The final message of the semester for first-year parents (or any interested parents, really) was about the Summer Reading List and how to be intellectually engaged over the summer. You can read the initial message here.
Lynn Sutton, Dean of the Z. Smith Reynolds Library, sent some additional suggestions for that reading list. So for any Deac parents who aren’t watching the Royal Wedding this morning and prefer to think more literary thoughts, here’s some additional ideas for summer reading. Many thanks to Dean Sutton and her staff for their suggestions.
Look Homeward, Angel by Thomas Wolf is an elaborate and moving coming-of-age story about Eugene Gant, a restless and energetic character whose passion to experience life takes him from his small, rural hometown in North Carolina to Harvard University and the city of Boston. The novel’s pattern is artfully simple — a small town, a large family, high school and college — yet the characters are monumental in their graphic individuality and personality. Through his rich, ornate prose, Wolfe evokes the extraordinarily vivid family of the Gants, and with equal detail, the remarkable peculiarities of small-town life and the pain and upheaval of a boy who must leave both. A classic work of American literature, Look Homeward, Angel is a passionate, stirring, and unforgettable novel.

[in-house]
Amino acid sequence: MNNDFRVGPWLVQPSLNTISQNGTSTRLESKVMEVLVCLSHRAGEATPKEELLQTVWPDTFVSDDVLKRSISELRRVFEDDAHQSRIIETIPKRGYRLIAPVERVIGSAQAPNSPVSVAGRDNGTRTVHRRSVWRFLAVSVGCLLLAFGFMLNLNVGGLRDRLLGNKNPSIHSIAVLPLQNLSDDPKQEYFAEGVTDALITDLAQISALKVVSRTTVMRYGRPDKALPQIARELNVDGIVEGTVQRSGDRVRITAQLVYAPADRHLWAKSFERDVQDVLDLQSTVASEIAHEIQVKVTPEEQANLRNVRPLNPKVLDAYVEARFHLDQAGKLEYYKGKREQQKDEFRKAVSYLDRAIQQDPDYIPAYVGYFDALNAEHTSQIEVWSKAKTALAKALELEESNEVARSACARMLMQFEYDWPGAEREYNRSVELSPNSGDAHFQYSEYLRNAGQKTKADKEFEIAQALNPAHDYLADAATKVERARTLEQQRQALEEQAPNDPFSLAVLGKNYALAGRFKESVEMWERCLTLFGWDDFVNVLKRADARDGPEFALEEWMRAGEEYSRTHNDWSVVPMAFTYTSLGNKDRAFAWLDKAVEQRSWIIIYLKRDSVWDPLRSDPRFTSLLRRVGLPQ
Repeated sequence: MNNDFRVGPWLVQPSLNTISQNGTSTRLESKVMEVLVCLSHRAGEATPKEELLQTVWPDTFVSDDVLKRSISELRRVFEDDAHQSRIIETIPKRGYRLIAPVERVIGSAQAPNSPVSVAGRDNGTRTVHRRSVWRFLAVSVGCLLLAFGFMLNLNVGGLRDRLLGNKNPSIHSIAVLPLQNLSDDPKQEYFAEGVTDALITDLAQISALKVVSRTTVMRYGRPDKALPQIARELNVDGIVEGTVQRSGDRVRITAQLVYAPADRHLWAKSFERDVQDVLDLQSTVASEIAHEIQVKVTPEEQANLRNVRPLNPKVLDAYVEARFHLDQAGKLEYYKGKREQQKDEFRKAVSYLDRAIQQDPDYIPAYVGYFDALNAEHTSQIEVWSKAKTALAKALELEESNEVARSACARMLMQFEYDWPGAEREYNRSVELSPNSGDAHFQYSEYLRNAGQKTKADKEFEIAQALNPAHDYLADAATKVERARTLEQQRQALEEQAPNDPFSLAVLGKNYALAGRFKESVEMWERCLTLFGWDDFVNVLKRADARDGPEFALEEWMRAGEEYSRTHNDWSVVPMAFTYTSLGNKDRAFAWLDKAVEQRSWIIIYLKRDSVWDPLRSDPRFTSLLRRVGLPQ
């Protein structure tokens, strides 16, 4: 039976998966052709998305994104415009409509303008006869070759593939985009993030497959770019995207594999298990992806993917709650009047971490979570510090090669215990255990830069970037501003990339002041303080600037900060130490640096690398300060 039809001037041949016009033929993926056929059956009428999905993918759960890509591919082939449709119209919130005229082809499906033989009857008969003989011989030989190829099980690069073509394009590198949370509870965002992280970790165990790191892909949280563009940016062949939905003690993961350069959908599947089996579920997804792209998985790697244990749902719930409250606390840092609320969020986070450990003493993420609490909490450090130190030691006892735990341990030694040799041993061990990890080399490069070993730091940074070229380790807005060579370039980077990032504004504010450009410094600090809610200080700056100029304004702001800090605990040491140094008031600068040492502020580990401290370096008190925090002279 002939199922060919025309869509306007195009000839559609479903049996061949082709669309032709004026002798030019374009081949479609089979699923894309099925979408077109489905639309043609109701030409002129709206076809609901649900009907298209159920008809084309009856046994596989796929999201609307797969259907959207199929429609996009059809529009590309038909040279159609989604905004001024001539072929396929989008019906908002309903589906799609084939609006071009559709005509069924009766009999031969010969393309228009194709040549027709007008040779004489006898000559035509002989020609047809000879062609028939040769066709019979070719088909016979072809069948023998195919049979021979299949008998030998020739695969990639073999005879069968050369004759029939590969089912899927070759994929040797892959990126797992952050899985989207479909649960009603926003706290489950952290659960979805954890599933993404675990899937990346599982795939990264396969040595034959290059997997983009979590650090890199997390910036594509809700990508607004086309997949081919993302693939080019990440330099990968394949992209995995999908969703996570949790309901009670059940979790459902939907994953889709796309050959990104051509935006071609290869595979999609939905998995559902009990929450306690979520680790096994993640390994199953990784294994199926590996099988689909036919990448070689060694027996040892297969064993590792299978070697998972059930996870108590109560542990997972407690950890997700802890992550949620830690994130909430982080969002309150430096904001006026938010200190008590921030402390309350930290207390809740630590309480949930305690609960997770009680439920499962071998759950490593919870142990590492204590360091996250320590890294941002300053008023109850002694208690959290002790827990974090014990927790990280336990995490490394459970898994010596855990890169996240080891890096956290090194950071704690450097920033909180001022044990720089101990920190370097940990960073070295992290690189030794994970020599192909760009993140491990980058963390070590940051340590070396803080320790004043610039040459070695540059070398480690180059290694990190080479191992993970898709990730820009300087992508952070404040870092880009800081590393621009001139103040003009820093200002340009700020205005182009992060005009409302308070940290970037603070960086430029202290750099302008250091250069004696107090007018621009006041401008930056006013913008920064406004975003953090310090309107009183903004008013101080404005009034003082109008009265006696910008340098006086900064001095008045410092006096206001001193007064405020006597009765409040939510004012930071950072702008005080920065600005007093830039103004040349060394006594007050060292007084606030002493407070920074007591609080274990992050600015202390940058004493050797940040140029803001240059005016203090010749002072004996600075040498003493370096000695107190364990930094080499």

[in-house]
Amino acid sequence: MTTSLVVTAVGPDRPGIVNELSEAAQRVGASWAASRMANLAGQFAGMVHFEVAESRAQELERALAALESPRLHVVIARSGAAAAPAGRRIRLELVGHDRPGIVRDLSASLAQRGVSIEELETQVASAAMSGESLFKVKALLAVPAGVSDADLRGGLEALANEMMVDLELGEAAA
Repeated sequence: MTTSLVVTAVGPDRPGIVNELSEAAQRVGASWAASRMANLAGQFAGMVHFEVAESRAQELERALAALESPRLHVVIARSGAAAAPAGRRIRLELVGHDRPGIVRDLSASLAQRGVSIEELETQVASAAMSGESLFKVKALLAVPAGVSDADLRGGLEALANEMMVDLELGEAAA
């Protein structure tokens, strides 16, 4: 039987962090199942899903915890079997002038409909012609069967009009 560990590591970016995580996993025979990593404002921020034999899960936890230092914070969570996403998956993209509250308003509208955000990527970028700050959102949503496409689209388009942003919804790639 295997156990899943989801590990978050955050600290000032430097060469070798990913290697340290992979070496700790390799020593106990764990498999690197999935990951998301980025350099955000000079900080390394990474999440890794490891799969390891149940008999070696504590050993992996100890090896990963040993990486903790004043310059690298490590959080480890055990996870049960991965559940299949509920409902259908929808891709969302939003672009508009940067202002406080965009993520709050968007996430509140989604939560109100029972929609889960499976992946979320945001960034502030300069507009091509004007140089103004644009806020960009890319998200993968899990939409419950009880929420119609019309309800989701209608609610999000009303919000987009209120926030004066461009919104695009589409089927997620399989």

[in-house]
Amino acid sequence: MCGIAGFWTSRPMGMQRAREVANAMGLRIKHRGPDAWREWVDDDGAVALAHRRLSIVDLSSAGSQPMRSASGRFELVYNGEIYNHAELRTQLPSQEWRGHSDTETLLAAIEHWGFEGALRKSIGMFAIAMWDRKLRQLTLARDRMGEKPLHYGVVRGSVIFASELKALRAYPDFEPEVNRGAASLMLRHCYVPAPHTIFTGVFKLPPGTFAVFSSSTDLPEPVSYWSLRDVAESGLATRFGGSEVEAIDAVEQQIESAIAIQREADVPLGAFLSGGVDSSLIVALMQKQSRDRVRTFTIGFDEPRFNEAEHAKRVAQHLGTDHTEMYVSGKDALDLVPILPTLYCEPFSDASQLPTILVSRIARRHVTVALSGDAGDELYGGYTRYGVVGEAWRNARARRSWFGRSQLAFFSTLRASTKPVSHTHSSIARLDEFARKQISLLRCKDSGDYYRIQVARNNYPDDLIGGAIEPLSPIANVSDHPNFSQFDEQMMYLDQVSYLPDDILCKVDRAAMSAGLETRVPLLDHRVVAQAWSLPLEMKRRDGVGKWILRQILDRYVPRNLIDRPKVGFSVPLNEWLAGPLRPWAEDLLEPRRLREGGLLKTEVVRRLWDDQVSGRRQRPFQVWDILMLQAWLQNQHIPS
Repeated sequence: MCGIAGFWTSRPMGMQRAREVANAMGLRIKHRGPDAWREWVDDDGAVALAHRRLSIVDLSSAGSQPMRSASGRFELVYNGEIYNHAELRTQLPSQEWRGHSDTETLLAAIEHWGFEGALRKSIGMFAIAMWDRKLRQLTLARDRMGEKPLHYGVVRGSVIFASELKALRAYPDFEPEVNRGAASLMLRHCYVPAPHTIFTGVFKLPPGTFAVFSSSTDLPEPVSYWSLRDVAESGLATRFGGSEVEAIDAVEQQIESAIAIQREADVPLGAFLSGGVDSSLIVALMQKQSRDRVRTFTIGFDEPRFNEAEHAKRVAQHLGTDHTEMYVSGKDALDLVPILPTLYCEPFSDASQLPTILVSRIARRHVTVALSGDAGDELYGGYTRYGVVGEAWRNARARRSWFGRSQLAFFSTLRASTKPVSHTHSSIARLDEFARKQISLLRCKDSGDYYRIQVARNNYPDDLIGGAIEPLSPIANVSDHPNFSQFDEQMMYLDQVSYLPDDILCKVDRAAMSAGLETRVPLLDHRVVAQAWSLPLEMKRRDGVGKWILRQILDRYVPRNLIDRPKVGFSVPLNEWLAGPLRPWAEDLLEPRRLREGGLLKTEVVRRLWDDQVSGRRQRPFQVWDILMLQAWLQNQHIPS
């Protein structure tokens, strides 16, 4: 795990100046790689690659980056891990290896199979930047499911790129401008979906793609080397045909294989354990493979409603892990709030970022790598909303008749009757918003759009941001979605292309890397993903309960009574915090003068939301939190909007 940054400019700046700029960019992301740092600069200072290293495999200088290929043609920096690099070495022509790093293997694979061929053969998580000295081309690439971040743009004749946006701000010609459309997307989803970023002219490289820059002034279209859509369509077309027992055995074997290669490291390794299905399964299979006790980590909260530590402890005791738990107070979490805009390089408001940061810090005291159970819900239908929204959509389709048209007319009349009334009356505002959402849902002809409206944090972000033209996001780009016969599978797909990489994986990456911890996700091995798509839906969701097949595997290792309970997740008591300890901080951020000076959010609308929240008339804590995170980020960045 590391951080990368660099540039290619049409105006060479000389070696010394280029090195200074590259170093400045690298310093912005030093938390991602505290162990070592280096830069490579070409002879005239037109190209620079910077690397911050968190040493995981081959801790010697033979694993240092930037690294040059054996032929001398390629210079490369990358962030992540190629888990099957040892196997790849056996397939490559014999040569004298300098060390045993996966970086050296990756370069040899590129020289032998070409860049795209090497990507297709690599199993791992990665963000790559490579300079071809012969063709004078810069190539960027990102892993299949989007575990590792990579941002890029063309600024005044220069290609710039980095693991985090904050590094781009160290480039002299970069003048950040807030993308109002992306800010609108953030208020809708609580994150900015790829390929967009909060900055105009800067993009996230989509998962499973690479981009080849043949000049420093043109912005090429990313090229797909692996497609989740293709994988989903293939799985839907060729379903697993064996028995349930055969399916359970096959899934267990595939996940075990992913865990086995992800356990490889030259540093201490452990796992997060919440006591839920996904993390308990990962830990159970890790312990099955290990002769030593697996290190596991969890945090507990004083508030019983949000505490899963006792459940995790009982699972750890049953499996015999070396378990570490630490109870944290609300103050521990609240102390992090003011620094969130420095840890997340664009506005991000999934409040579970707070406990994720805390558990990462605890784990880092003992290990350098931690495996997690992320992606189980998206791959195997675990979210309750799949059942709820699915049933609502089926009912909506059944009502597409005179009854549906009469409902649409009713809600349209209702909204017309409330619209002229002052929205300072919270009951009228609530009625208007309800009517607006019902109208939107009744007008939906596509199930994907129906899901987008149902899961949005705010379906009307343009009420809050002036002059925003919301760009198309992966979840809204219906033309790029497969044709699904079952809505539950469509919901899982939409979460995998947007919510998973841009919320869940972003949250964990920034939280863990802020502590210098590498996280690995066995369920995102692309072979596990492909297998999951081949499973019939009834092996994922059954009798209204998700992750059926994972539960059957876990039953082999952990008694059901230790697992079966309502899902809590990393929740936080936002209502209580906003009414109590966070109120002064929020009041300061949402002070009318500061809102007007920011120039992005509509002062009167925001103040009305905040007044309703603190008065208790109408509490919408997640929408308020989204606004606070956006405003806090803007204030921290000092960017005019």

Alone Together: Why We Expect More from Technology and Less from Each Other. Sherry Turkle is Abby Rockefeller Mauzé Professor of the Social Studies of Science and Technology at MIT. She’s the founder and director of the MIT Initiative on Technology and Self. Her books include Alone Together: Why We Expect More from Technology and Less from Each Other.